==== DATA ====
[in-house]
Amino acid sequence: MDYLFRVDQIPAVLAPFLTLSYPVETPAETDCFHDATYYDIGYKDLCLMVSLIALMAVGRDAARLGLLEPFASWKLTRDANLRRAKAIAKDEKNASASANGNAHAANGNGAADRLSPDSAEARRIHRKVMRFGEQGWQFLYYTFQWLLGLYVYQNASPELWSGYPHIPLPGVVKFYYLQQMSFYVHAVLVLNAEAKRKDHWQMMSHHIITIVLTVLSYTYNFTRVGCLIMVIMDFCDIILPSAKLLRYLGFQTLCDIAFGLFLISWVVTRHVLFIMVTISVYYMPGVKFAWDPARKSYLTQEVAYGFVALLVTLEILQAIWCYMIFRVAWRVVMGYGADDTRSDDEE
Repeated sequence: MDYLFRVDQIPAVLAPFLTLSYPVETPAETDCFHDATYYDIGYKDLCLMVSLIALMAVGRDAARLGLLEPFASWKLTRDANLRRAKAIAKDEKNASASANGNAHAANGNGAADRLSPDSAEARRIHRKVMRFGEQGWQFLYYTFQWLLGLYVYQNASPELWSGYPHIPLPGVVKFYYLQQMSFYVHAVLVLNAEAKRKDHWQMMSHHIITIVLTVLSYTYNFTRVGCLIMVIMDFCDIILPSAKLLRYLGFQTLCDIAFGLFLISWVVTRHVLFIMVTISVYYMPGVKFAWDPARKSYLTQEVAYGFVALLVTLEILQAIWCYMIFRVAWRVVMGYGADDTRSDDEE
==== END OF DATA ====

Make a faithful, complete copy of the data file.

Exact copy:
[in-house]
Amino acid sequence: MDYLFRVDQIPAVLAPFLTLSYPVETPAETDCFHDATYYDIGYKDLCLMVSLIALMAVGRDAARLGLLEPFASWKLTRDANLRRAKAIAKDEKNASASANGNAHAANGNGAADRLSPDSAEARRIHRKVMRFGEQGWQFLYYTFQWLLGLYVYQNASPELWSGYPHIPLPGVVKFYYLQQMSFYVHAVLVLNAEAKRKDHWQMMSHHIITIVLTVLSYTYNFTRVGCLIMVIMDFCDIILPSAKLLRYLGFQTLCDIAFGLFLISWVVTRHVLFIMVTISVYYMPGVKFAWDPARKSYLTQEVAYGFVALLVTLEILQAIWCYMIFRVAWRVVMGYGADDTRSDDEE
Repeated sequence: MDYLFRVDQIPAVLAPFLTLSYPVETPAETDCFHDATYYDIGYKDLCLMVSLIALMAVGRDAARLGLLEPFASWKLTRDANLRRAKAIAKDEKNASASANGNAHAANGNGAADRLSPDSAEARRIHRKVMRFGEQGWQFLYYTFQWLLGLYVYQNASPELWSGYPHIPLPGVVKFYYLQQMSFYVHAVLVLNAEAKRKDHWQMMSHHIITIVLTVLSYTYNFTRVGCLIMVIMDFCDIILPSAKLLRYLGFQTLCDIAFGLFLISWVVTRHVLFIMVTISVYYMPGVKFAWDPARKSYLTQEVAYGFVALLVTLEILQAIWCYMIFRVAWRVVMGYGADDTRSDDEE